“I love you,” Joan says, because she hasn’t said it enough. Because she means it.

Because she wants him to stay.

The dollops of pancake batter Owen’s poured onto the grill have startled to bubble on the surface. Joan thinks of telling him that they’re ready to be flipped, but when she turns to look at him he’s leaning against the counter, meeting her gaze with a quiet adoration that takes her breath away. Owen has never been secretive when it comes to how much he loves her, and yet seeing it now, tinged with resigned acceptance and wistfulness and regret, is enough to drive her to tears.

His hand folds around her cheek. “You haven’t felt that way about me in a long time.”

She wants him to wrap his arms around her, to hold her and make her feel safe, but knows it won’t make a difference in the end. She can’t feel his palm, he can’t wipe her tears.

The pancakes on the grill are never going to burn.

“Please, Owen.” It sounds like she’s pleading. She is. “I want you to stay.”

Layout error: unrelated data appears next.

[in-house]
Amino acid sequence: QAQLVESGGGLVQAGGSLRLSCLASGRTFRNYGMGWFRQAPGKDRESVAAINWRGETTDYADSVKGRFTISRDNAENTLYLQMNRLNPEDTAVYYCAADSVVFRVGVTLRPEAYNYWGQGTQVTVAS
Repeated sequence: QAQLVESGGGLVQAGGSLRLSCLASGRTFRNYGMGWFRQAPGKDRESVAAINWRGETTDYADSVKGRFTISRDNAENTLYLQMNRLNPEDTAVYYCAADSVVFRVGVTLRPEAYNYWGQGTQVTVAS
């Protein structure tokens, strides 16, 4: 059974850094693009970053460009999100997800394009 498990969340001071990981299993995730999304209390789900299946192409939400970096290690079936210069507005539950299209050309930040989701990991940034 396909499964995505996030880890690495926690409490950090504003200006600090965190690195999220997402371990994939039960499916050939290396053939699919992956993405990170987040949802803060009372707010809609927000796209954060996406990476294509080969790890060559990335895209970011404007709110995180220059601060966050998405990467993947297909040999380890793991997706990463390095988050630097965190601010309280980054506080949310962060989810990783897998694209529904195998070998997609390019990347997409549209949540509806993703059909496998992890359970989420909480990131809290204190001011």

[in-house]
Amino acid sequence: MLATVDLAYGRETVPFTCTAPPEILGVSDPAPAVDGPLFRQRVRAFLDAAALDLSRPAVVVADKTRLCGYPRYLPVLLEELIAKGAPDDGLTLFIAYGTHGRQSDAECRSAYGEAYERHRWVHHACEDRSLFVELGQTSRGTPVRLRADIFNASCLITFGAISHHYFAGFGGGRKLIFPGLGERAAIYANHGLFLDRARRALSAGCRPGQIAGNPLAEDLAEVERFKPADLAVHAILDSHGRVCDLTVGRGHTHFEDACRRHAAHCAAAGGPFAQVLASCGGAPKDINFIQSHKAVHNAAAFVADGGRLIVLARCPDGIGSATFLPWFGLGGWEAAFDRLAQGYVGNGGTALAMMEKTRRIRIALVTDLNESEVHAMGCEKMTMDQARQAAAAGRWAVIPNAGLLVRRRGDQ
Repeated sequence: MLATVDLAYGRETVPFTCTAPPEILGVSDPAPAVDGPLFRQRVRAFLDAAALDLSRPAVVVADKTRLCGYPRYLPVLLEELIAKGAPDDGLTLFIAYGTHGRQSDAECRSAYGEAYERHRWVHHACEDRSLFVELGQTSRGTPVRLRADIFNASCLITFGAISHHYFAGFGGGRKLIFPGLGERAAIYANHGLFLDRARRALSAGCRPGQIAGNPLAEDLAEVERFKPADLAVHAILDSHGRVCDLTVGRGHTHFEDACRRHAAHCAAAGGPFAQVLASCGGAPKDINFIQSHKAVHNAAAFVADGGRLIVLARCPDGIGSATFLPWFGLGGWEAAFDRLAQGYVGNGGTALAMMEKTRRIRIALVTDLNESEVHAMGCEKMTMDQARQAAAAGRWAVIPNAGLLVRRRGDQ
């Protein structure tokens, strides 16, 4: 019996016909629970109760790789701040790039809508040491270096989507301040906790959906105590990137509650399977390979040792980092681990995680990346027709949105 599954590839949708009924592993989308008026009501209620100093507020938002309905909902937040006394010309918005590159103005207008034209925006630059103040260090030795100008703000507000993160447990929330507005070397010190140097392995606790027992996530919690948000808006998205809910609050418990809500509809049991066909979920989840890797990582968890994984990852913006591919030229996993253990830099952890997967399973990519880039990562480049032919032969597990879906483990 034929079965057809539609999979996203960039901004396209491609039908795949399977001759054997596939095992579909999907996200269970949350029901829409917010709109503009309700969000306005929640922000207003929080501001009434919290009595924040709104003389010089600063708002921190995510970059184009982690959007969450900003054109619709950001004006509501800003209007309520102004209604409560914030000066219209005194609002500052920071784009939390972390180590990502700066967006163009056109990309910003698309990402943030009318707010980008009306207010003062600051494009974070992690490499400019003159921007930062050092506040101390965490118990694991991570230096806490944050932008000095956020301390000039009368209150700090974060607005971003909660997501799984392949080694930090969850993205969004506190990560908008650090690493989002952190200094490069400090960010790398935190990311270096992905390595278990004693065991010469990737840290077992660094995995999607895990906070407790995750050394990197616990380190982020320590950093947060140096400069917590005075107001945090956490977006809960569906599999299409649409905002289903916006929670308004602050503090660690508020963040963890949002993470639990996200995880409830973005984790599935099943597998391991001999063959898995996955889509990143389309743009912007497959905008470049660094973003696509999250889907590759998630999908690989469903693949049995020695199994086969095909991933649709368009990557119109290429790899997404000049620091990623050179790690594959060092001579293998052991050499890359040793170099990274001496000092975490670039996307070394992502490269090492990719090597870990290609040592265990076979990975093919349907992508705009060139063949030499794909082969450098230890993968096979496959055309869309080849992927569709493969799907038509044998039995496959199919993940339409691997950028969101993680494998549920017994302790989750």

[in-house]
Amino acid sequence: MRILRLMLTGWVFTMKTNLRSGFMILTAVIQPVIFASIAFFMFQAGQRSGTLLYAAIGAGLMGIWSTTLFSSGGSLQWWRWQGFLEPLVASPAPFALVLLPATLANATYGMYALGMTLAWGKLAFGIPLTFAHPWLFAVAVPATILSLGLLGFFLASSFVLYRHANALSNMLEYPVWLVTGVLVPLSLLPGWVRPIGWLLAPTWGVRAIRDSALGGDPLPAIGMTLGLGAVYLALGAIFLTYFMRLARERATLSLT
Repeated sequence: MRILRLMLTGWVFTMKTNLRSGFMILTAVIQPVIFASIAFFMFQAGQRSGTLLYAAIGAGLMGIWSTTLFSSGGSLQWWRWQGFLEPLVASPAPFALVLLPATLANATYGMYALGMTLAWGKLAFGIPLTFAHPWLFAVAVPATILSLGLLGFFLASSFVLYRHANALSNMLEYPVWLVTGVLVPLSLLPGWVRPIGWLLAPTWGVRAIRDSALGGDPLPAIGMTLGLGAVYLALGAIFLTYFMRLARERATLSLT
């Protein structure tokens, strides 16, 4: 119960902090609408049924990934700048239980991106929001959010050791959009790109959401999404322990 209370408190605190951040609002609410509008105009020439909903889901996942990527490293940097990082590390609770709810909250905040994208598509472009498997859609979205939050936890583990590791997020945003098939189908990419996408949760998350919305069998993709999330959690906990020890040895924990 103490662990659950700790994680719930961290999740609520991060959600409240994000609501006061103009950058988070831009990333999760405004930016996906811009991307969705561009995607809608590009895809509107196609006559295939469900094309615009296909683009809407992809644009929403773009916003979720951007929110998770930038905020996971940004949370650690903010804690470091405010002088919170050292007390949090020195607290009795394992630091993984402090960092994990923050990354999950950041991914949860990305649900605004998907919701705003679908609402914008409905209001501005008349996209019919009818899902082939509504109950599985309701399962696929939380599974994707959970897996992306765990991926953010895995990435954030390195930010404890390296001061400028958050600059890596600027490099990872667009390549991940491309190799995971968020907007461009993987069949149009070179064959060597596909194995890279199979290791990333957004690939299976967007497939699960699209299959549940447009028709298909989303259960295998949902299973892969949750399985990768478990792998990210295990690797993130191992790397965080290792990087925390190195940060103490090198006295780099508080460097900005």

His hand falls from her face, setting on her wrist. For a moment, his expression crumbles. He squeezes his eyes shut, takes a steadying breath, “And I need you to be happy.”

White-hot anger lances through Joan, evaporating the fog she’s lived in for weeks, enough that she can stand up and demand, “How am I supposed to be happy?”

She can still feel slick blood on her hands, impossible to wash off. The blood of a man who is so selfless, so good, that even in his final moments all he cared about was her health, her happiness. And even now…

Why doesn’t he hate her? Why doesn’t he blame her? Doesn’t he know that everything that happened was her fault? If she hadn’t let Helen out, if she hadn’t let herself be manipulated, then Owen and Dr. Sharpe wouldn’t have had to pay for her mistakes.

“I don’t forgive you.” Joan stops breathing.

Owen sees her eyes widen with shock and hurt, and rushes to continue, “Sorry, sorry, that didn’t come out right.” He takes a moment to slide his fingers through his hair, messing it up further. The familiarity of it almost brings a smile to Joan’s face. In another life, she would have grabbed his hand to keep him from fidgeting and combed out his hair until it laid flat. “You don’t need my forgiveness, Joan. You did the best you could. We all did.”

It doesn’t make her feel better. Should it? Should knowing she did everything she could and it still wasn’t enough make her feel better?